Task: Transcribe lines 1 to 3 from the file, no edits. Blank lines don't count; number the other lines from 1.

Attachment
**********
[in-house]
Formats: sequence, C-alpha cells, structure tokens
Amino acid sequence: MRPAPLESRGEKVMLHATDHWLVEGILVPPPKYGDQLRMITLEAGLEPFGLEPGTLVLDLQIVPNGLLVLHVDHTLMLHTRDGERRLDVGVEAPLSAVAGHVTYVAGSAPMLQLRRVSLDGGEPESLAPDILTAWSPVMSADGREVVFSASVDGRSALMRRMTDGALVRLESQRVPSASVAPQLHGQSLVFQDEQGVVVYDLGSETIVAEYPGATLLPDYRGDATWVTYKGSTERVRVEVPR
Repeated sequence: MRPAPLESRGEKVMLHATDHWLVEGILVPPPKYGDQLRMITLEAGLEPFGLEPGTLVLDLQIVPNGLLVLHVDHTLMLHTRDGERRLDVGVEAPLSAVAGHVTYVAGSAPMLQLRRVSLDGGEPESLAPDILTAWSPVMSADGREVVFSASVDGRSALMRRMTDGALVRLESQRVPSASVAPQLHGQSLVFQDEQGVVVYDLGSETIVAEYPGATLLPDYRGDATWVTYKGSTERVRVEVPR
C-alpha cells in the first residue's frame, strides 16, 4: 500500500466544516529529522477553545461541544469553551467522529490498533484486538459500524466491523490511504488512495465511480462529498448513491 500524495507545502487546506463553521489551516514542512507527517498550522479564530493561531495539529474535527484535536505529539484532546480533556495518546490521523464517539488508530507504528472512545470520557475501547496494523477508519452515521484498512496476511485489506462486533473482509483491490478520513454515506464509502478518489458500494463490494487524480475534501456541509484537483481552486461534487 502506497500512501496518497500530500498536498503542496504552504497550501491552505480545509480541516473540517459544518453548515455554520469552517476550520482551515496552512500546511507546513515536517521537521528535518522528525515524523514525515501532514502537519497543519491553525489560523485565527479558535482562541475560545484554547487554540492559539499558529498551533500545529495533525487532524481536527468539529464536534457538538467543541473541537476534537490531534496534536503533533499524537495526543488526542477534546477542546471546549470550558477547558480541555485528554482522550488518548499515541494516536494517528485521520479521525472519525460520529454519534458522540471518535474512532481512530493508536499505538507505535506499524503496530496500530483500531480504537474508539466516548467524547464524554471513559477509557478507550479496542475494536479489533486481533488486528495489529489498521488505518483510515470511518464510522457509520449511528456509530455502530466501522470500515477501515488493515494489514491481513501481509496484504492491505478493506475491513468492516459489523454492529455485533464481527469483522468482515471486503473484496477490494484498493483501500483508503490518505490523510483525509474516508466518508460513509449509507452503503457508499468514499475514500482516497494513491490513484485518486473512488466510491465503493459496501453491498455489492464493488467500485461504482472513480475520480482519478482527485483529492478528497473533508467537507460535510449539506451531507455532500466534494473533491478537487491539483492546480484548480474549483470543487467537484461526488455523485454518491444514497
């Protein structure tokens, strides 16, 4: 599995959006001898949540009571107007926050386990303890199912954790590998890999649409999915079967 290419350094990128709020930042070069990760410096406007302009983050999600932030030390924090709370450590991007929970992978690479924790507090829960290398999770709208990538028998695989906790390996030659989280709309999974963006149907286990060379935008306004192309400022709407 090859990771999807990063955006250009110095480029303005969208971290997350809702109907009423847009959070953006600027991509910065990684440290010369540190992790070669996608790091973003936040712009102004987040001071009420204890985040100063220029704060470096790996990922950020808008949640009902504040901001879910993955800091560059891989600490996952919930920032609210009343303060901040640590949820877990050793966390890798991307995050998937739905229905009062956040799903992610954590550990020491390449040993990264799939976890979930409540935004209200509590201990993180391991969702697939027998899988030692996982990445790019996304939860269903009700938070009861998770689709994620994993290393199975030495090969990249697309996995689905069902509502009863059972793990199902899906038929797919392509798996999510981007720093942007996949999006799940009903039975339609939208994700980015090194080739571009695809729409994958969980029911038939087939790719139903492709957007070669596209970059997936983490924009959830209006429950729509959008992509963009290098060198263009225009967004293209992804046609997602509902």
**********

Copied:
[in-house]
Formats: sequence, C-alpha cells, structure tokens
Amino acid sequence: MRPAPLESRGEKVMLHATDHWLVEGILVPPPKYGDQLRMITLEAGLEPFGLEPGTLVLDLQIVPNGLLVLHVDHTLMLHTRDGERRLDVGVEAPLSAVAGHVTYVAGSAPMLQLRRVSLDGGEPESLAPDILTAWSPVMSADGREVVFSASVDGRSALMRRMTDGALVRLESQRVPSASVAPQLHGQSLVFQDEQGVVVYDLGSETIVAEYPGATLLPDYRGDATWVTYKGSTERVRVEVPR